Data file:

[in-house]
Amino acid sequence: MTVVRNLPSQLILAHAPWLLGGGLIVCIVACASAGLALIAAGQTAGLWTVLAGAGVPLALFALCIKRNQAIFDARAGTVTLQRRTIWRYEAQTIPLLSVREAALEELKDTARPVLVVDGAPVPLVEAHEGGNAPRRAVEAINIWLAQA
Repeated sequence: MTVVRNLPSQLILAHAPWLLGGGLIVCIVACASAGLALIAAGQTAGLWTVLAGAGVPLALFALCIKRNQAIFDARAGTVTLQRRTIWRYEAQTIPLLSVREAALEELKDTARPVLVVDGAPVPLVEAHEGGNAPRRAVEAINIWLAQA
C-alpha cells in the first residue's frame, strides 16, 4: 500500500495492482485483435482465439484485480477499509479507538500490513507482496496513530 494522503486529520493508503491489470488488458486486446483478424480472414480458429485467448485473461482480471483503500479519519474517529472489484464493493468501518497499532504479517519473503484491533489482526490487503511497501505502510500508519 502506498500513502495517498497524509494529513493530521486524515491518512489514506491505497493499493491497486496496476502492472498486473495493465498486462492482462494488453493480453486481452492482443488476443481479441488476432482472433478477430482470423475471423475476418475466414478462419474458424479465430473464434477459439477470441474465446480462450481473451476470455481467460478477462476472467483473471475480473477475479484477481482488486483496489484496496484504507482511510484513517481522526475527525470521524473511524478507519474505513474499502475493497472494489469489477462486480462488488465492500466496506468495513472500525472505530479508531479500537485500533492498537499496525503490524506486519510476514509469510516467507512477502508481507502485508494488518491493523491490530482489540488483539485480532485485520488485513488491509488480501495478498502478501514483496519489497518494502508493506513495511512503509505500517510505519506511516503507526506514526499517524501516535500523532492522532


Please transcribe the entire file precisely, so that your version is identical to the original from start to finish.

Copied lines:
[in-house]
Amino acid sequence: MTVVRNLPSQLILAHAPWLLGGGLIVCIVACASAGLALIAAGQTAGLWTVLAGAGVPLALFALCIKRNQAIFDARAGTVTLQRRTIWRYEAQTIPLLSVREAALEELKDTARPVLVVDGAPVPLVEAHEGGNAPRRAVEAINIWLAQA
Repeated sequence: MTVVRNLPSQLILAHAPWLLGGGLIVCIVACASAGLALIAAGQTAGLWTVLAGAGVPLALFALCIKRNQAIFDARAGTVTLQRRTIWRYEAQTIPLLSVREAALEELKDTARPVLVVDGAPVPLVEAHEGGNAPRRAVEAINIWLAQA
C-alpha cells in the first residue's frame, strides 16, 4: 500500500495492482485483435482465439484485480477499509479507538500490513507482496496513530 494522503486529520493508503491489470488488458486486446483478424480472414480458429485467448485473461482480471483503500479519519474517529472489484464493493468501518497499532504479517519473503484491533489482526490487503511497501505502510500508519 502506498500513502495517498497524509494529513493530521486524515491518512489514506491505497493499493491497486496496476502492472498486473495493465498486462492482462494488453493480453486481452492482443488476443481479441488476432482472433478477430482470423475471423475476418475466414478462419474458424479465430473464434477459439477470441474465446480462450481473451476470455481467460478477462476472467483473471475480473477475479484477481482488486483496489484496496484504507482511510484513517481522526475527525470521524473511524478507519474505513474499502475493497472494489469489477462486480462488488465492500466496506468495513472500525472505530479508531479500537485500533492498537499496525503490524506486519510476514509469510516467507512477502508481507502485508494488518491493523491490530482489540488483539485480532485485520488485513488491509488480501495478498502478501514483496519489497518494502508493506513495511512503509505500517510505519506511516503507526506514526499517524501516535500523532492522532